Pre-pregnancy folic acid linked to lower autism risk
WASHINGTON (AFP) - Children born to women who started taking folic acid supplements four to eight weeks before pregnancy appear to be at a lower risk of autism, a study showed on Tuesday.
Dr Pal Suren of the Norwegian Institute of Public Health and colleagues looked into the use of folic acid supplements before and during early pregnancy, and any impact on the later risk of various disorders on the autism spectrum.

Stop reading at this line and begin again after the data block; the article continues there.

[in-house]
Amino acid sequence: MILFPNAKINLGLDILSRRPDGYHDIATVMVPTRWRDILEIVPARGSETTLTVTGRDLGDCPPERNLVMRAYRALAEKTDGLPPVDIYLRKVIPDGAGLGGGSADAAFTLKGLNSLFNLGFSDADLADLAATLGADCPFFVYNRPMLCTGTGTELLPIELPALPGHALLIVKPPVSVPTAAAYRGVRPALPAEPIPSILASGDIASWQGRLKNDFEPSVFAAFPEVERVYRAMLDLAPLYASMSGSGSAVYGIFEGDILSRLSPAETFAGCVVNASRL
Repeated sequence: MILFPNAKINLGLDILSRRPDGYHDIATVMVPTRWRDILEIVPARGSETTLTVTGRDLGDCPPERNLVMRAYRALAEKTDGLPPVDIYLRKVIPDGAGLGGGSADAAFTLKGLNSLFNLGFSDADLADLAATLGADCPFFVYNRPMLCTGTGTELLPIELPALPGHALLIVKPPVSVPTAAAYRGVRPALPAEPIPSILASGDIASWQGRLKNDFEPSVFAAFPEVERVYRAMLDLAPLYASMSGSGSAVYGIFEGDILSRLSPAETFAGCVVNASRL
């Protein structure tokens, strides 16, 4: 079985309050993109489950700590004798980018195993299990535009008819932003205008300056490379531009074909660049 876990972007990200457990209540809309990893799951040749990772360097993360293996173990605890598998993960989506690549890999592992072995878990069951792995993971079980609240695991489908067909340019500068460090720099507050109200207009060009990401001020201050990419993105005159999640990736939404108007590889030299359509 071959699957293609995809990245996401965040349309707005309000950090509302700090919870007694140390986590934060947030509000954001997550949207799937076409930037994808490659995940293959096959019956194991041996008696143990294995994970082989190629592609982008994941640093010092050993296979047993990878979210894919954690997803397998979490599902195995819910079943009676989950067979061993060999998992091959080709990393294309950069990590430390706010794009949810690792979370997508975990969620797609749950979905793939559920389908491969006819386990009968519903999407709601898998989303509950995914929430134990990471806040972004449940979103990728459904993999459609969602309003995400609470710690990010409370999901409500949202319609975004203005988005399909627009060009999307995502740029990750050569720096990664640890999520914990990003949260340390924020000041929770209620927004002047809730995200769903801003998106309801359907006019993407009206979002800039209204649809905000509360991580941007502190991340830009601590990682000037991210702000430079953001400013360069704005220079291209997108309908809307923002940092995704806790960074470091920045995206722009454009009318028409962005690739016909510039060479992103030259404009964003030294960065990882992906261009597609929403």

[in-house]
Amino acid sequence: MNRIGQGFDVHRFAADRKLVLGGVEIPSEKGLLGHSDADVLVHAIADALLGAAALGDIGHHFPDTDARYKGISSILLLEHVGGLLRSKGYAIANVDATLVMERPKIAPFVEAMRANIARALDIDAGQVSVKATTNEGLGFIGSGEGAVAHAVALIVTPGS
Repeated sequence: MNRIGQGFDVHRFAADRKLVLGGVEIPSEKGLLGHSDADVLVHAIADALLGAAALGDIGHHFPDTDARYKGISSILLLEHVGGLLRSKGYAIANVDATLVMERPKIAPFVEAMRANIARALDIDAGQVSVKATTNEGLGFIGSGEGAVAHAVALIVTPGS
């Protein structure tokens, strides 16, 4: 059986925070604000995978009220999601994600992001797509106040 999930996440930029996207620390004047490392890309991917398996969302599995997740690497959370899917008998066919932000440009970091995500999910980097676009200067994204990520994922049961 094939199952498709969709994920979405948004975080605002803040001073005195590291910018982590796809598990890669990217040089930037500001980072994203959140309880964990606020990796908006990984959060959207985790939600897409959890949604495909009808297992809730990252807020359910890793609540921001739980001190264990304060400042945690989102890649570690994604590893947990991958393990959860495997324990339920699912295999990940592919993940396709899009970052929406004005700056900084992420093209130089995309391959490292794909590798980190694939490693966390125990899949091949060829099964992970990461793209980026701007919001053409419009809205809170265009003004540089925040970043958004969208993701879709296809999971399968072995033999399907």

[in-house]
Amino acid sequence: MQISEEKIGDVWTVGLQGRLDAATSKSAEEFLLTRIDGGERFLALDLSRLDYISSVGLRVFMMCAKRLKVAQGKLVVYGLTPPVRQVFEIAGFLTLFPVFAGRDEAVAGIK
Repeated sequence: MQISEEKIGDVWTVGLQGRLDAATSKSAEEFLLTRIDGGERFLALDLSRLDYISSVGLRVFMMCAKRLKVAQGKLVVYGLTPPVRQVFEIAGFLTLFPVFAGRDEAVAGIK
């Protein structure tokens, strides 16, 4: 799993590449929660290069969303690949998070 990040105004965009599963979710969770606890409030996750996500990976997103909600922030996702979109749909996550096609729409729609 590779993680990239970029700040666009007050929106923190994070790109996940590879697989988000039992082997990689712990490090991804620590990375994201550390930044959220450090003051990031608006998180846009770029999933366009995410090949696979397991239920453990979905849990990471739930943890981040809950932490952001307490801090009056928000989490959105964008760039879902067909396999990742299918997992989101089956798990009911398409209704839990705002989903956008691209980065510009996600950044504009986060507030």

"Our main finding was that maternal use of folic acid supplements around the time of conception was associated with a lower risk of autistic disorder," the authors wrote in the Journal of the American Medical Association.
The journal recalled that many countries recommend flour be enriched with folic acid to lower the risk of birth defects, and that women are often advised to take folic acid supplements before and during pregnancy.